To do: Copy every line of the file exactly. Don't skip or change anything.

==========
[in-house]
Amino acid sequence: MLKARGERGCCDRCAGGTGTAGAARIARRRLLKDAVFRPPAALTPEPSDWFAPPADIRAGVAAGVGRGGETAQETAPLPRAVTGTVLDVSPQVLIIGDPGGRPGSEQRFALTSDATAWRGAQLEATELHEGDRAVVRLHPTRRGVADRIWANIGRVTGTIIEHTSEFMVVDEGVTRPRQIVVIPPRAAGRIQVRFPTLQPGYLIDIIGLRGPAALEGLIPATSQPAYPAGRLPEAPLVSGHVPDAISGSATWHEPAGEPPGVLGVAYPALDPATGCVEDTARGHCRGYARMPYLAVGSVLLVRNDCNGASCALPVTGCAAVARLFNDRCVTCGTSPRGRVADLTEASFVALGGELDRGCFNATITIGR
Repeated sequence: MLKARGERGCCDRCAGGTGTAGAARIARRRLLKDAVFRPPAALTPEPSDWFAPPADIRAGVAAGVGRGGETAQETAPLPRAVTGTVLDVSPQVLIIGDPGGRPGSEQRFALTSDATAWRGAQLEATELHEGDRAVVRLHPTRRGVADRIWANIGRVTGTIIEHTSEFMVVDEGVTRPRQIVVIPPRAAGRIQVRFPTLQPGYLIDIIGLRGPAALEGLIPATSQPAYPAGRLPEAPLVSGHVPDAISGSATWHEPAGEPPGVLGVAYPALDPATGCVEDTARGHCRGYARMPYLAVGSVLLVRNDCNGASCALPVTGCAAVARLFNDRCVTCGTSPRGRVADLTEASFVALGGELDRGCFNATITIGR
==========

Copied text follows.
[in-house]
Amino acid sequence: MLKARGERGCCDRCAGGTGTAGAARIARRRLLKDAVFRPPAALTPEPSDWFAPPADIRAGVAAGVGRGGETAQETAPLPRAVTGTVLDVSPQVLIIGDPGGRPGSEQRFALTSDATAWRGAQLEATELHEGDRAVVRLHPTRRGVADRIWANIGRVTGTIIEHTSEFMVVDEGVTRPRQIVVIPPRAAGRIQVRFPTLQPGYLIDIIGLRGPAALEGLIPATSQPAYPAGRLPEAPLVSGHVPDAISGSATWHEPAGEPPGVLGVAYPALDPATGCVEDTARGHCRGYARMPYLAVGSVLLVRNDCNGASCALPVTGCAAVARLFNDRCVTCGTSPRGRVADLTEASFVALGGELDRGCFNATITIGR
Repeated sequence: MLKARGERGCCDRCAGGTGTAGAARIARRRLLKDAVFRPPAALTPEPSDWFAPPADIRAGVAAGVGRGGETAQETAPLPRAVTGTVLDVSPQVLIIGDPGGRPGSEQRFALTSDATAWRGAQLEATELHEGDRAVVRLHPTRRGVADRIWANIGRVTGTIIEHTSEFMVVDEGVTRPRQIVVIPPRAAGRIQVRFPTLQPGYLIDIIGLRGPAALEGLIPATSQPAYPAGRLPEAPLVSGHVPDAISGSATWHEPAGEPPGVLGVAYPALDPATGCVEDTARGHCRGYARMPYLAVGSVLLVRNDCNGASCALPVTGCAAVARLFNDRCVTCGTSPRGRVADLTEASFVALGGELDRGCFNATITIGR